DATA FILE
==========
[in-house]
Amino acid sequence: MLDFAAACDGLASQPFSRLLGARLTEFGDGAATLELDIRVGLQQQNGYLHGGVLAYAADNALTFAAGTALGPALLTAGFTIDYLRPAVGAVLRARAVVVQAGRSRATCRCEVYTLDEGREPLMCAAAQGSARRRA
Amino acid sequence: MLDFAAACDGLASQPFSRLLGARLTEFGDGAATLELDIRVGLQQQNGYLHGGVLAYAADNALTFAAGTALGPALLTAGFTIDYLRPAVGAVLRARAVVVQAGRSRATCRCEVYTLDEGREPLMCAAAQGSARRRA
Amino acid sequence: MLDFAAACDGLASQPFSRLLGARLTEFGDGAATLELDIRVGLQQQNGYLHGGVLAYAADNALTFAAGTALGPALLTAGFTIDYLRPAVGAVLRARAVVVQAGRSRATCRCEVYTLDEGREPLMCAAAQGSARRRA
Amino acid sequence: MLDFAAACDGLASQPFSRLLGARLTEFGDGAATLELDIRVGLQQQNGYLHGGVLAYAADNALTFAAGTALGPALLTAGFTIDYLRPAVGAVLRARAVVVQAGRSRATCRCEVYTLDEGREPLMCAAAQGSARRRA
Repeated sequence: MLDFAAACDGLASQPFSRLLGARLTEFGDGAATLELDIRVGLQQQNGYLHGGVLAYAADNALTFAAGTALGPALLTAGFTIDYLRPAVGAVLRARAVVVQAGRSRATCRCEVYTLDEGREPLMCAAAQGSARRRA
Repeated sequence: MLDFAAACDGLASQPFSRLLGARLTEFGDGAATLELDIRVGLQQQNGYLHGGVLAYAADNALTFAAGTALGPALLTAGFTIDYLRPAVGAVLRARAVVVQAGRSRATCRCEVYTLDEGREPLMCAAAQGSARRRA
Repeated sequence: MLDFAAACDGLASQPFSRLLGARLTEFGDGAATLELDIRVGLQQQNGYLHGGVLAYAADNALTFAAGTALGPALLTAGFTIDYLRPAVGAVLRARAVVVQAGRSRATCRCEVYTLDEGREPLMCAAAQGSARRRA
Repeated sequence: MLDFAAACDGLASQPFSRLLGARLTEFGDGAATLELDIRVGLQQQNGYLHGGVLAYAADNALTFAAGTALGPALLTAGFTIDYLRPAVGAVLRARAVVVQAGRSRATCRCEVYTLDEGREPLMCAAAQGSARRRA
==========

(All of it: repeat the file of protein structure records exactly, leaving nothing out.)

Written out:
[in-house]
Amino acid sequence: MLDFAAACDGLASQPFSRLLGARLTEFGDGAATLELDIRVGLQQQNGYLHGGVLAYAADNALTFAAGTALGPALLTAGFTIDYLRPAVGAVLRARAVVVQAGRSRATCRCEVYTLDEGREPLMCAAAQGSARRRA
Amino acid sequence: MLDFAAACDGLASQPFSRLLGARLTEFGDGAATLELDIRVGLQQQNGYLHGGVLAYAADNALTFAAGTALGPALLTAGFTIDYLRPAVGAVLRARAVVVQAGRSRATCRCEVYTLDEGREPLMCAAAQGSARRRA
Amino acid sequence: MLDFAAACDGLASQPFSRLLGARLTEFGDGAATLELDIRVGLQQQNGYLHGGVLAYAADNALTFAAGTALGPALLTAGFTIDYLRPAVGAVLRARAVVVQAGRSRATCRCEVYTLDEGREPLMCAAAQGSARRRA
Amino acid sequence: MLDFAAACDGLASQPFSRLLGARLTEFGDGAATLELDIRVGLQQQNGYLHGGVLAYAADNALTFAAGTALGPALLTAGFTIDYLRPAVGAVLRARAVVVQAGRSRATCRCEVYTLDEGREPLMCAAAQGSARRRA
Repeated sequence: MLDFAAACDGLASQPFSRLLGARLTEFGDGAATLELDIRVGLQQQNGYLHGGVLAYAADNALTFAAGTALGPALLTAGFTIDYLRPAVGAVLRARAVVVQAGRSRATCRCEVYTLDEGREPLMCAAAQGSARRRA
Repeated sequence: MLDFAAACDGLASQPFSRLLGARLTEFGDGAATLELDIRVGLQQQNGYLHGGVLAYAADNALTFAAGTALGPALLTAGFTIDYLRPAVGAVLRARAVVVQAGRSRATCRCEVYTLDEGREPLMCAAAQGSARRRA
Repeated sequence: MLDFAAACDGLASQPFSRLLGARLTEFGDGAATLELDIRVGLQQQNGYLHGGVLAYAADNALTFAAGTALGPALLTAGFTIDYLRPAVGAVLRARAVVVQAGRSRATCRCEVYTLDEGREPLMCAAAQGSARRRA
Repeated sequence: MLDFAAACDGLASQPFSRLLGARLTEFGDGAATLELDIRVGLQQQNGYLHGGVLAYAADNALTFAAGTALGPALLTAGFTIDYLRPAVGAVLRARAVVVQAGRSRATCRCEVYTLDEGREPLMCAAAQGSARRRA